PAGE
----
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“Ability Beyond Changed My Life”

Enid was qualified, talented and eager to work. But her disability kept her from steady employment until she found the support and resources she needed with Ability Beyond.

She knew she wanted to work in elder care, and had earned a second master’s degree in the study of aging. Yet in her 30s, Enid was struggling to find a competitive job in the field.

“The trouble was finding a job that could accommodate my needs,” said Enid, a native of Puerto Rico, who uses a wheelchair and cannot work full time. “I need to rest more than others and organize differently than others. I don’t drive, and there is also a language barrier. In the beginning that was very difficult.”

In those difficult times, Enid turned to Ability Beyond to find resources, a caring community, and—ultimately—a job that she loves.

“Ability Beyond changed my life,” Enid said. “ They helped me understand that I am more than my wheelchair. I can work. I can help others, like me.”

Caring for Our Elders

Today Enid works directly with seniors at Trinity Terrace, a nursing home in Connecticut, to facilitate accessible, fun activities for residents as they age and their abilities change.

She takes pride in her work, and finds deep joy in the relationships that she can build with residents over time. Enid has a background in psychology, and has always been drawn to the stories of her elders.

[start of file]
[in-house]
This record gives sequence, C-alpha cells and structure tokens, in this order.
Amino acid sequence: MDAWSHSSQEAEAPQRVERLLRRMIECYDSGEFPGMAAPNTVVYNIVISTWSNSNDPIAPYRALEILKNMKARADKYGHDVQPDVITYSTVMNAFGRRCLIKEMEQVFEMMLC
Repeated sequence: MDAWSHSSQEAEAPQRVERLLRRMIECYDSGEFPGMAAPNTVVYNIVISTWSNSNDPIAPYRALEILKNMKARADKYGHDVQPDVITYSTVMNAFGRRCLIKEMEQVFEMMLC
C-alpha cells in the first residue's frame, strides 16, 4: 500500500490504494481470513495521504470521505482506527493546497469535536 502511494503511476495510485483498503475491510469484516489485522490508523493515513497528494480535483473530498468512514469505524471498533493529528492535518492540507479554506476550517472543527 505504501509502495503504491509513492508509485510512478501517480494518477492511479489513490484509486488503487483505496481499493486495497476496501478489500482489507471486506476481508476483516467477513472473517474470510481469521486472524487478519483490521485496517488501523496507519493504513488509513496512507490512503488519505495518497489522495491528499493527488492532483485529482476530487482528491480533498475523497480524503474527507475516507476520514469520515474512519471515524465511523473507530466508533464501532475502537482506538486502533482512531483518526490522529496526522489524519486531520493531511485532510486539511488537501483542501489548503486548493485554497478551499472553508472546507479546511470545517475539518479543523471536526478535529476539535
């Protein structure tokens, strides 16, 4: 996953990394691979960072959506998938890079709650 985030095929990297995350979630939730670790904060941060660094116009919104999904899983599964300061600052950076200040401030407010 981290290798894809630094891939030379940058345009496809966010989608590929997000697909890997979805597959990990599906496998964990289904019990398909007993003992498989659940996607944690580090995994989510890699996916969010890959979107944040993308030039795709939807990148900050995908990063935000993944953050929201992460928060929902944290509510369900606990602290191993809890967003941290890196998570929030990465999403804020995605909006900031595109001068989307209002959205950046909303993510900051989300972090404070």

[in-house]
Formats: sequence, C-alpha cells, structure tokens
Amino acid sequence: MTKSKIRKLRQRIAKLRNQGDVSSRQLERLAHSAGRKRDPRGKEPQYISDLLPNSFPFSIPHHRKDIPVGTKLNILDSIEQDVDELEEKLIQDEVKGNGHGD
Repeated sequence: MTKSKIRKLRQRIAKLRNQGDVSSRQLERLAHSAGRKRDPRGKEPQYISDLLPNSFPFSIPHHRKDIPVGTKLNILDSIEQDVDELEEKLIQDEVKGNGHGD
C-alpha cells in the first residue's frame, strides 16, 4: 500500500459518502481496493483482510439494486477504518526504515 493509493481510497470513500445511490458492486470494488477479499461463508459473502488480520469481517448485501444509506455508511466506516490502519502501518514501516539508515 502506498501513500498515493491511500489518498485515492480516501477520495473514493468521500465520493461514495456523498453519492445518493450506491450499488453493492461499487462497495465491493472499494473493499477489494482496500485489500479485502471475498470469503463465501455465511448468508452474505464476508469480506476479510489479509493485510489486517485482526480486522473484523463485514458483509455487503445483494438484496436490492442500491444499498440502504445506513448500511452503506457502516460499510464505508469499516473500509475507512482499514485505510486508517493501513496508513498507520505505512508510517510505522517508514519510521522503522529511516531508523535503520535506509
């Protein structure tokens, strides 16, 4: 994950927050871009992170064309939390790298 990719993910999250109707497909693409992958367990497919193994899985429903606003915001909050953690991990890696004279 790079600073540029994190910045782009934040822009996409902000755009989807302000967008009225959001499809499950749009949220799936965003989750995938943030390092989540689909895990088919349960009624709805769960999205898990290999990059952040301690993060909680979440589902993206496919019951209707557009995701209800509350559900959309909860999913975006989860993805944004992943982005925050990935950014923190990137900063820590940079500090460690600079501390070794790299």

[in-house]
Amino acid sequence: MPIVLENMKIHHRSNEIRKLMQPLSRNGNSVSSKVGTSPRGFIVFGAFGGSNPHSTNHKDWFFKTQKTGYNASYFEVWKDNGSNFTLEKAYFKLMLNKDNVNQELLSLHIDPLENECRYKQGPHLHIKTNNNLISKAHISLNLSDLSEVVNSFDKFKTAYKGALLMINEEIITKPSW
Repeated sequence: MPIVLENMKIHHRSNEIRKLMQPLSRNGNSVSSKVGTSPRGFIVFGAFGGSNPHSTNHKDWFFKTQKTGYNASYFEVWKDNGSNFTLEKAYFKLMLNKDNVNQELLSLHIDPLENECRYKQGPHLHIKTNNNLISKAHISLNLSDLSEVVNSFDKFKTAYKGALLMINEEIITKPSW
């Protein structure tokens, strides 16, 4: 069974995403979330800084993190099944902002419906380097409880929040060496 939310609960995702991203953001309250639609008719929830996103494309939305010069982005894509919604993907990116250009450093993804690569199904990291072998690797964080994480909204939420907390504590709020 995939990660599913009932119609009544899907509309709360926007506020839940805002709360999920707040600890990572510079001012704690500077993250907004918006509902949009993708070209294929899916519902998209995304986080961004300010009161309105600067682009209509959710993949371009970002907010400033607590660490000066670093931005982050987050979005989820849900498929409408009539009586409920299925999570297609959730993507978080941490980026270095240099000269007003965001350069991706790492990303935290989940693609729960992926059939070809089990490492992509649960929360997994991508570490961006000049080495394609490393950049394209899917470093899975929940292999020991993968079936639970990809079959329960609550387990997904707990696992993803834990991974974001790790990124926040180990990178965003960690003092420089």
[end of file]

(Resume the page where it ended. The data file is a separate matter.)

“Maybe for me, it’s because, in my situation, my physical situation, I can understand something about what the elders are experiencing,” she said. “I like to be with them, to hear and see them.”

One day, Enid hopes to earn a doctorate in social gerontology, to build on the master’s degree she earned in the subject from Barcelona University in Spain.

“I like to understand life,” she said.

Gaining Confidence on the Job

Enid’s job at Trinity Terrace has provided not only a paycheck, but also a community and a continued education.

“During my first month working with residents, I was scared because of the language barrier, and how to speak with residents one-to-one,” Enid said. “I had never had this experience before. But my coworkers encouraged me, and I felt safe.”

Enid’s supervisors have also celebrated her ideas, including more of her suggestions on the residents’ monthly calendar of activities.

She always does her research, looking up videos and instructions to ensure that crafts are accessible for people with a range of physical and cognitive abilities. Sometimes this means that Enid must help someone place their Bingo marker on the card, or use scissors. But she prefers to let residents accomplish things on their own, with patience and support.

“Puzzles are my favorite,” she said. “When residents finish a puzzle, I am really celebrating with them.”

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Enid is one of more than 3,000 individuals with disabilities that we serve throughout Connecticut and New York. But we couldn't do it without the support of our generous donors. Do what you can today to help ensure more success stories like Enid's!

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